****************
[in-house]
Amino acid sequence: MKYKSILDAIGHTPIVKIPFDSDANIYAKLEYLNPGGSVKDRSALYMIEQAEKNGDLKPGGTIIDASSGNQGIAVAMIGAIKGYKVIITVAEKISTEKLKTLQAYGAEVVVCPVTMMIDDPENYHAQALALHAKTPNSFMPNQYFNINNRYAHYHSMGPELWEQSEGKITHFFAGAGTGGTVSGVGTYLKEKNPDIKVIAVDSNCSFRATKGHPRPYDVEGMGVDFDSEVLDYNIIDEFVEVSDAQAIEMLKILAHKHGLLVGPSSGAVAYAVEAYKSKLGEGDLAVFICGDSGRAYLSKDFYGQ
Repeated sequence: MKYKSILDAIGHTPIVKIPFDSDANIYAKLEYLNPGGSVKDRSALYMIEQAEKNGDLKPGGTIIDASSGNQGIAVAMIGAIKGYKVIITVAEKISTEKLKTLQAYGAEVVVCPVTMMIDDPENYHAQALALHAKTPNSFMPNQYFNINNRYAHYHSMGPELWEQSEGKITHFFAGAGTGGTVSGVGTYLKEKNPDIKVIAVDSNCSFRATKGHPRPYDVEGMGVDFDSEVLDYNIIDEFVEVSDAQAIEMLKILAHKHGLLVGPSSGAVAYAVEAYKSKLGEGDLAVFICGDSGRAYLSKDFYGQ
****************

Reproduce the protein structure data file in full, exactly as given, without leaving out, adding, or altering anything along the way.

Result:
[in-house]
Amino acid sequence: MKYKSILDAIGHTPIVKIPFDSDANIYAKLEYLNPGGSVKDRSALYMIEQAEKNGDLKPGGTIIDASSGNQGIAVAMIGAIKGYKVIITVAEKISTEKLKTLQAYGAEVVVCPVTMMIDDPENYHAQALALHAKTPNSFMPNQYFNINNRYAHYHSMGPELWEQSEGKITHFFAGAGTGGTVSGVGTYLKEKNPDIKVIAVDSNCSFRATKGHPRPYDVEGMGVDFDSEVLDYNIIDEFVEVSDAQAIEMLKILAHKHGLLVGPSSGAVAYAVEAYKSKLGEGDLAVFICGDSGRAYLSKDFYGQ
Repeated sequence: MKYKSILDAIGHTPIVKIPFDSDANIYAKLEYLNPGGSVKDRSALYMIEQAEKNGDLKPGGTIIDASSGNQGIAVAMIGAIKGYKVIITVAEKISTEKLKTLQAYGAEVVVCPVTMMIDDPENYHAQALALHAKTPNSFMPNQYFNINNRYAHYHSMGPELWEQSEGKITHFFAGAGTGGTVSGVGTYLKEKNPDIKVIAVDSNCSFRATKGHPRPYDVEGMGVDFDSEVLDYNIIDEFVEVSDAQAIEMLKILAHKHGLLVGPSSGAVAYAVEAYKSKLGEGDLAVFICGDSGRAYLSKDFYGQ